The ECC micromechanics model was established by Li and Leung in the early 1990s (Li and Leung, 1992) and has been successfully used in ECC material design by many researchers (Li et al., 1995; Li et al., 2001; Li et al., 2002; Wang and Li, 2006; Yang et al., 2007; Zhou et al., 2010; Ranade et al., 2013). The ECC micromechanics model links macroscale composite properties (tensile strength and strain capacity) to micromechanical properties (fibre-bridging parameters) based on the fundamental understanding of the mechanical interactions among fibre, matrix, and fibre–matrix interface. The scale linking represents the ECC material design philosophy: to understand the microscale behaviour and to tailor the micromechanical properties are the keys to designing targeted composite properties. The ECC micromechanics model consists of two guiding concepts, i.e., energy criterion and strength criterion.
The fundamental requirement for strain hardening and multiple cracking is that the cracks develop steady-state crack propagation rather than Griffith-type crack propagation (Li and Leung, 1992). Steady-state crack propagation refers to as that a crack increases in length at constant steady-state cracking stress σss while maintaining a constant crack opening δss. Marshall and Cox (1988) employed the J-integral method and proposed a general solution for the condition of steady-state crack propagation:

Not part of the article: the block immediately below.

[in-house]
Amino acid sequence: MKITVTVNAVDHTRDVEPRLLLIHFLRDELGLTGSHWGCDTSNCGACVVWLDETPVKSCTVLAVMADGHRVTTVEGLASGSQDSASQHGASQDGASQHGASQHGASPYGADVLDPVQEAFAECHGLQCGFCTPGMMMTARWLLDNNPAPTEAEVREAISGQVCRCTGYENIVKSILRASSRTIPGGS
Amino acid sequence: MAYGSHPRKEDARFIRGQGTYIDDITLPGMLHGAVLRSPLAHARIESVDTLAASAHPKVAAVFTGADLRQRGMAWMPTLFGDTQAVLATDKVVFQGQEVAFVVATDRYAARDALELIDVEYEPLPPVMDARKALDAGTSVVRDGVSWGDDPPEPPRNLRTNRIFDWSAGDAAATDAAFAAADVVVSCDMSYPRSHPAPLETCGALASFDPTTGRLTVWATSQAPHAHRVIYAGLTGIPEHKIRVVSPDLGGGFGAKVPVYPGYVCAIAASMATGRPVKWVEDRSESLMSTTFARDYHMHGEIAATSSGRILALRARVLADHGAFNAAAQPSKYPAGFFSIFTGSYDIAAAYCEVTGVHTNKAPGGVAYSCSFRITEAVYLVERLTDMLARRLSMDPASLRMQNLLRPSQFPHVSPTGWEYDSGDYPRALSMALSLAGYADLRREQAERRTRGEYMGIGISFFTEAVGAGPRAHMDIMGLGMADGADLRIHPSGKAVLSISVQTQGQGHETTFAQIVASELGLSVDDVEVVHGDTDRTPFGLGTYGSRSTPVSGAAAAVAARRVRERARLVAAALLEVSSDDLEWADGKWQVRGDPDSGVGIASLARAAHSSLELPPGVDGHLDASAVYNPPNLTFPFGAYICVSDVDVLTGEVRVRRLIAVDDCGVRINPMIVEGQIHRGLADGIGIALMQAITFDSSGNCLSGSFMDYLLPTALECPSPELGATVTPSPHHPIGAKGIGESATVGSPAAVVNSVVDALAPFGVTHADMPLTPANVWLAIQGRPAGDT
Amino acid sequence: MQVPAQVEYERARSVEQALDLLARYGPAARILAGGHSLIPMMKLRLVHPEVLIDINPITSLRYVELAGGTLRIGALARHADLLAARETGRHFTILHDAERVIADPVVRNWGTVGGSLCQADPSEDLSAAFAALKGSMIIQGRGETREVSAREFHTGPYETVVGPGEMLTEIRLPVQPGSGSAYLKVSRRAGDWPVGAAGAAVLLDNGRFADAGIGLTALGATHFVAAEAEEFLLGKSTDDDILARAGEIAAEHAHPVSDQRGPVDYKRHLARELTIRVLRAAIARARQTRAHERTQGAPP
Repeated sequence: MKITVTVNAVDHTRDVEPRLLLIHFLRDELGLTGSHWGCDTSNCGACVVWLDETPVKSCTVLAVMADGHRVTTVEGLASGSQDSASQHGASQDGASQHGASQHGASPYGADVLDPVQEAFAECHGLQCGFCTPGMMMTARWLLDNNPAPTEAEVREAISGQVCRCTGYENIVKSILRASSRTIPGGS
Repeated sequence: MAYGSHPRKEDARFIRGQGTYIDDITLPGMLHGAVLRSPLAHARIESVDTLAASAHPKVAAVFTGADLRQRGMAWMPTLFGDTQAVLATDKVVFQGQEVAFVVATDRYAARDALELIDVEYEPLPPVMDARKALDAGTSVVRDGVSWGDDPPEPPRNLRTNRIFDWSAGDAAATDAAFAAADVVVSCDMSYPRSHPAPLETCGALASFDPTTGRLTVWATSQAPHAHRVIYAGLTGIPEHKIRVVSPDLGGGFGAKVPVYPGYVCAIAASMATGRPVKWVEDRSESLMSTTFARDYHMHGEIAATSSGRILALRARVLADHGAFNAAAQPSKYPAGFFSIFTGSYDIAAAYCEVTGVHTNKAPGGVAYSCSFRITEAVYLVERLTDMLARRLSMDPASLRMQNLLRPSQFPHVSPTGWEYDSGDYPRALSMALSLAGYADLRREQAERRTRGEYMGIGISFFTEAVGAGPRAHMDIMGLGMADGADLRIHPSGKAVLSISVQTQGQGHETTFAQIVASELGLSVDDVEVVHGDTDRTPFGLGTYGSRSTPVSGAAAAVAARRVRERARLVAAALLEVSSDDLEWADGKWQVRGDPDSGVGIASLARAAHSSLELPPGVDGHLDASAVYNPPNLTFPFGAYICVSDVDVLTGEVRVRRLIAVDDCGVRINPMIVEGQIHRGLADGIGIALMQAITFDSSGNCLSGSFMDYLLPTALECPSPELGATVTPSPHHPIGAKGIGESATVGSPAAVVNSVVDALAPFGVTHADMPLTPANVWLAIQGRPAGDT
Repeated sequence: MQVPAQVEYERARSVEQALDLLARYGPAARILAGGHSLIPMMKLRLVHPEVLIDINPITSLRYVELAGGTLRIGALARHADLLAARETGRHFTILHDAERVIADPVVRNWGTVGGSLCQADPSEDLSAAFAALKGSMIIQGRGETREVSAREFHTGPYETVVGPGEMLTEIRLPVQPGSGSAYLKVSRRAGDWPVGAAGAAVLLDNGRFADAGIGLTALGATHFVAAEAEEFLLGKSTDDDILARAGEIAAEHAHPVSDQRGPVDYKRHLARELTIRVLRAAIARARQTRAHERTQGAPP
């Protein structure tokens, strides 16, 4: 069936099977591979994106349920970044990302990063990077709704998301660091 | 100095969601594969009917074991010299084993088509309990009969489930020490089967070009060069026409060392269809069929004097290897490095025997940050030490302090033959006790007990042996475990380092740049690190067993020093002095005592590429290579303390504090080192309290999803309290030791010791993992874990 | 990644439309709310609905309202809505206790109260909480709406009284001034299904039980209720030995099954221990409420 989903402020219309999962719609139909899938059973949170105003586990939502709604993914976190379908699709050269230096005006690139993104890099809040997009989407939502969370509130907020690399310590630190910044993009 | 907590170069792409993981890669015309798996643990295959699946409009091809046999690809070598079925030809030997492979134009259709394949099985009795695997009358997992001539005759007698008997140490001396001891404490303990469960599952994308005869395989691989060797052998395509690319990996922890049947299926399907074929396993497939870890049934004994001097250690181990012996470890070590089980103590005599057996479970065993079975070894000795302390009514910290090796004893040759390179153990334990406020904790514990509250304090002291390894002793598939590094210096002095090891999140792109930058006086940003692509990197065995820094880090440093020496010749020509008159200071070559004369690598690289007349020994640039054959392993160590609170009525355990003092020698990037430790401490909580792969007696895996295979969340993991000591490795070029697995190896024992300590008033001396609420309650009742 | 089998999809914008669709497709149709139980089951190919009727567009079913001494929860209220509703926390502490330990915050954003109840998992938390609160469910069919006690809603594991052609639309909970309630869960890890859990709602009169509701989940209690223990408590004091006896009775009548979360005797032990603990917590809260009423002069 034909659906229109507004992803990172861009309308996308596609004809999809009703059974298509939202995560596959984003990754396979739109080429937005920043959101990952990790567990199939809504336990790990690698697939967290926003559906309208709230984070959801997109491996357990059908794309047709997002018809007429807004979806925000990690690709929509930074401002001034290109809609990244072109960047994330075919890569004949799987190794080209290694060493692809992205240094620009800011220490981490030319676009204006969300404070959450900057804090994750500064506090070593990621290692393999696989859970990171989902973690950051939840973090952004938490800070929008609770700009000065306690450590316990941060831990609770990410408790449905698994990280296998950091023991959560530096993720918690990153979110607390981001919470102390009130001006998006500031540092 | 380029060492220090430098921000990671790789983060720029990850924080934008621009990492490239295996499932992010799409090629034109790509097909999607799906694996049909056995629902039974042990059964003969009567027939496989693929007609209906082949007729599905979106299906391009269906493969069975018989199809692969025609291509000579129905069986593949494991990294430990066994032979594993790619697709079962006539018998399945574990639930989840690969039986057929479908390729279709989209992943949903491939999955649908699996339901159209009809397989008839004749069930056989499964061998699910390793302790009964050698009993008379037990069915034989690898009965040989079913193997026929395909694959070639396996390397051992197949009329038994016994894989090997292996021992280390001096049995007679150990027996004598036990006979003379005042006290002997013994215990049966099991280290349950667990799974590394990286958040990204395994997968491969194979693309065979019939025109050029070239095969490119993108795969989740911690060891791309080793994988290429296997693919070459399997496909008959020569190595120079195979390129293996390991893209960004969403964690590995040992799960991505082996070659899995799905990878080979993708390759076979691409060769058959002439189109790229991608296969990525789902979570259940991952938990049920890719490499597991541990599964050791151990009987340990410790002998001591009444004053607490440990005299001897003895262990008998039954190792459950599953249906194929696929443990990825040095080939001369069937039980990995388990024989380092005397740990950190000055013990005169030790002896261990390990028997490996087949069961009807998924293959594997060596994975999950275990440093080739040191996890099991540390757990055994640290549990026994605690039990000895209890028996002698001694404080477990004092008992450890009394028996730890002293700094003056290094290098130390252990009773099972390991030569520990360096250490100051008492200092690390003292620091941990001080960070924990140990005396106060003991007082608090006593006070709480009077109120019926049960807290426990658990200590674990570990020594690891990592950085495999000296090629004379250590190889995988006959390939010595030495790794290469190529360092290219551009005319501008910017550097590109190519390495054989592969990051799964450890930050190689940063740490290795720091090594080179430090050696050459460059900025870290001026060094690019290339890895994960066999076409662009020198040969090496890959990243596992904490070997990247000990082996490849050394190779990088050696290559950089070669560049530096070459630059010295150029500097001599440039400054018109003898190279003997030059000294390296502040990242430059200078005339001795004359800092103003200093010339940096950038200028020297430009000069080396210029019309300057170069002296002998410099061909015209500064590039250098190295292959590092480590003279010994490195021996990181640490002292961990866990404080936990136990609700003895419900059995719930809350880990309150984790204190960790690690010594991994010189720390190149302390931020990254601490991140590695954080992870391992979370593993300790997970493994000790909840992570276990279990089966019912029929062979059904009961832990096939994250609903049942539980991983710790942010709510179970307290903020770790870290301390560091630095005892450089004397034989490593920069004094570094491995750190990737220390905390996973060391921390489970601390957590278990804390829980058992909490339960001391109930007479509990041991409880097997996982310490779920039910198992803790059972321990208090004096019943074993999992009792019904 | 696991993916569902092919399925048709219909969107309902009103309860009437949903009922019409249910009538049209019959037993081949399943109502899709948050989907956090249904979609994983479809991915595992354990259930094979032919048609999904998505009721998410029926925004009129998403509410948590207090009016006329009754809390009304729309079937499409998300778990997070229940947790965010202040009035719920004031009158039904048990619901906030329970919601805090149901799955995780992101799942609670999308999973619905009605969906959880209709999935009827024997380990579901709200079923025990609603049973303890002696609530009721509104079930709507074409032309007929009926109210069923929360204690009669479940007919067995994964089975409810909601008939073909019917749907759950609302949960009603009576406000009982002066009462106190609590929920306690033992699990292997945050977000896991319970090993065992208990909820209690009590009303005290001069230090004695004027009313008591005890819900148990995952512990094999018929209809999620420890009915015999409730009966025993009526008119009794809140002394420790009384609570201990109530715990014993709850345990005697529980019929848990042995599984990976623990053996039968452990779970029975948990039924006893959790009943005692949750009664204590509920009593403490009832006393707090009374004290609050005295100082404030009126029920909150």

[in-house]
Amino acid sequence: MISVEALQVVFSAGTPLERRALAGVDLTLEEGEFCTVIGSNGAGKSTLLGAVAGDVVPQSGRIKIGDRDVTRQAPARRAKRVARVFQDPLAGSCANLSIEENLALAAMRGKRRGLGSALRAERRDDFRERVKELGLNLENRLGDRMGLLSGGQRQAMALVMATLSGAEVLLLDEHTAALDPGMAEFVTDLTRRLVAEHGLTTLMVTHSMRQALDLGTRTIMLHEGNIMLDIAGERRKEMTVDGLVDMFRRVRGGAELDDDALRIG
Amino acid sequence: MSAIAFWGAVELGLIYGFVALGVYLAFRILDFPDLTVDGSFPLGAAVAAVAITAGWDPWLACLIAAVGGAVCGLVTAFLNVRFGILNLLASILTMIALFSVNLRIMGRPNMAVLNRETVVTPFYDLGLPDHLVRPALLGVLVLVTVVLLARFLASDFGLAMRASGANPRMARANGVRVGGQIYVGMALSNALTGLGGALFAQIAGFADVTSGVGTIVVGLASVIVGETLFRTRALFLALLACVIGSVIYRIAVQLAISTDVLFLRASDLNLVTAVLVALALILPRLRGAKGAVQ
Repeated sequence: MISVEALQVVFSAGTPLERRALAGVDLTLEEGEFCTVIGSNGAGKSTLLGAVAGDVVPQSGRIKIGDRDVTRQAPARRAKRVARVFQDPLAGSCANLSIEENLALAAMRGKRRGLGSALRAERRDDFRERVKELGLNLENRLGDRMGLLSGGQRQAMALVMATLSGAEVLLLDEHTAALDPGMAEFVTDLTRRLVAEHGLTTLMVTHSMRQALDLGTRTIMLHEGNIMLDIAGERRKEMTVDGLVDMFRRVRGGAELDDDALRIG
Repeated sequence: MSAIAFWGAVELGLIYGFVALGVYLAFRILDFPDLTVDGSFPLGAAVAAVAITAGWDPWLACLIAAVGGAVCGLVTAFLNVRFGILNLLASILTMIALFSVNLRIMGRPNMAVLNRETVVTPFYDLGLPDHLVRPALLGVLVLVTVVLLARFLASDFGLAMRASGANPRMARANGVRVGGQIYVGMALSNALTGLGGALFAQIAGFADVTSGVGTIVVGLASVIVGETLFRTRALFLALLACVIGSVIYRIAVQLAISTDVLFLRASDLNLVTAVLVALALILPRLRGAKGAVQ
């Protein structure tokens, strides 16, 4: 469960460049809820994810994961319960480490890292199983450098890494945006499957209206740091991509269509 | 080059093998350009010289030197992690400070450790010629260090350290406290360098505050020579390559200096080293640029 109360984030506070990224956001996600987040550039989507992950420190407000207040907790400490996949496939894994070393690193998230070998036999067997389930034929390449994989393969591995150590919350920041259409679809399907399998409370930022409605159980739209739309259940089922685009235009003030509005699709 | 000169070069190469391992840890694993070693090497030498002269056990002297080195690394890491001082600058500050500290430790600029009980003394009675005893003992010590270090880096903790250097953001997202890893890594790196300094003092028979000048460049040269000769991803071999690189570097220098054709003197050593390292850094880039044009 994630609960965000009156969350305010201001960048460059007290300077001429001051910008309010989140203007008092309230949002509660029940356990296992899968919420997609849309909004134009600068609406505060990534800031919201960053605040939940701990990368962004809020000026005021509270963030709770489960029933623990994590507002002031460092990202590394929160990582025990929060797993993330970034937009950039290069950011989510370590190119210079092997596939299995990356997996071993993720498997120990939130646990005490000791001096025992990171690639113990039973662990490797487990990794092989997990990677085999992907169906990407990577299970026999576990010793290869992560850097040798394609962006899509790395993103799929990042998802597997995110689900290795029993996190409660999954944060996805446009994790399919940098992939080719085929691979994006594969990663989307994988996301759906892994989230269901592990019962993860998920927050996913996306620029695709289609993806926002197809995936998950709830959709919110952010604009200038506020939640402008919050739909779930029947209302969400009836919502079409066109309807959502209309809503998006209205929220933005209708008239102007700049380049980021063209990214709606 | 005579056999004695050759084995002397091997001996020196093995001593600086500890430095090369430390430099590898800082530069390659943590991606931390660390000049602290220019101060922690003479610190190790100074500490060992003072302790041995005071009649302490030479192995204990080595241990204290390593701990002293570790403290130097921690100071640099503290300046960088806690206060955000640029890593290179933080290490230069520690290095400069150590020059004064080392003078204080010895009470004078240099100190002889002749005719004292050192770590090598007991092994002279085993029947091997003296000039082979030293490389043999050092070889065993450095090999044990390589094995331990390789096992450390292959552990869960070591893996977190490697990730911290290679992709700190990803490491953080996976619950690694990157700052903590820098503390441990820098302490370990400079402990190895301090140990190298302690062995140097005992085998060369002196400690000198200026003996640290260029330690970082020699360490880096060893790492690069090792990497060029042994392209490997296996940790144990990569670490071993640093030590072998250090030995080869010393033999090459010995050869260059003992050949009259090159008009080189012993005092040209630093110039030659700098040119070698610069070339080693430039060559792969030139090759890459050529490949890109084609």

where Jtip is the crack tip toughness, and δss is the crack opening corresponding to the steady-state cracking stress σss.
Equation 1 expresses the energy balance (energy demanded and supplied to crack tip) per unit crack advance during steady-state crack propagation, as schematically illustrated in Figure 2. The right-hand side of Eq. 1 can be interpreted as the net energy input by external work (first term) minus the energy consumed by the bridging elements at the crack tip propagation zone from 0 to δss (second term), which is referred to as the complementary energy and represents the shaded area in Figure 2. The maximum complementary energy Jb′ occurs when the stress reaches the maximum fibre bridging strength σ0 in this crack and represents the hatched area in Figure 2, as follow:
where δ0 is the crack opening corresponding to the maximum fibre bridging strength σ0.
FIGURE 2. Typical bridging stress-crack opening σ(δ) curve for steady-state crack propagation. Hatched area represents complimentary energy Jb′. Shaded area represents crack tip toughness Jtip (Li and Leung, 1992).